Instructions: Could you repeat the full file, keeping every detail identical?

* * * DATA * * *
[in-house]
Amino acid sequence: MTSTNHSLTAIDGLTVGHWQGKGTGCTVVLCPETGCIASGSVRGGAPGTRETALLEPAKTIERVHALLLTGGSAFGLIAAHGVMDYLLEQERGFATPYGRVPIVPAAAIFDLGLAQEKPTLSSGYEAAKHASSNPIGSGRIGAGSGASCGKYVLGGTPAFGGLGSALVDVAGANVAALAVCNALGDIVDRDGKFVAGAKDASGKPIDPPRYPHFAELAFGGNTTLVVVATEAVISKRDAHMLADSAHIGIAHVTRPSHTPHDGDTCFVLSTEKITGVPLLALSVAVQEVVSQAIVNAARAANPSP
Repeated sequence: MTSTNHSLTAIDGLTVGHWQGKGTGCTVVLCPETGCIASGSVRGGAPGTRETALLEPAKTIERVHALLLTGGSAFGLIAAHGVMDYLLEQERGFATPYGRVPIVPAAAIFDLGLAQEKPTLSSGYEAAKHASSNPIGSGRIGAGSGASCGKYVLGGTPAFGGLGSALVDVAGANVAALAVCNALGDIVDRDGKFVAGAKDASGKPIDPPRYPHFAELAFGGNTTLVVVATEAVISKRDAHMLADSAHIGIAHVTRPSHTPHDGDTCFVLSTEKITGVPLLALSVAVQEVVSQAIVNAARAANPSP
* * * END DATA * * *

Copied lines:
[in-house]
Amino acid sequence: MTSTNHSLTAIDGLTVGHWQGKGTGCTVVLCPETGCIASGSVRGGAPGTRETALLEPAKTIERVHALLLTGGSAFGLIAAHGVMDYLLEQERGFATPYGRVPIVPAAAIFDLGLAQEKPTLSSGYEAAKHASSNPIGSGRIGAGSGASCGKYVLGGTPAFGGLGSALVDVAGANVAALAVCNALGDIVDRDGKFVAGAKDASGKPIDPPRYPHFAELAFGGNTTLVVVATEAVISKRDAHMLADSAHIGIAHVTRPSHTPHDGDTCFVLSTEKITGVPLLALSVAVQEVVSQAIVNAARAANPSP
Repeated sequence: MTSTNHSLTAIDGLTVGHWQGKGTGCTVVLCPETGCIASGSVRGGAPGTRETALLEPAKTIERVHALLLTGGSAFGLIAAHGVMDYLLEQERGFATPYGRVPIVPAAAIFDLGLAQEKPTLSSGYEAAKHASSNPIGSGRIGAGSGASCGKYVLGGTPAFGGLGSALVDVAGANVAALAVCNALGDIVDRDGKFVAGAKDASGKPIDPPRYPHFAELAFGGNTTLVVVATEAVISKRDAHMLADSAHIGIAHVTRPSHTPHDGDTCFVLSTEKITGVPLLALSVAVQEVVSQAIVNAARAANPSP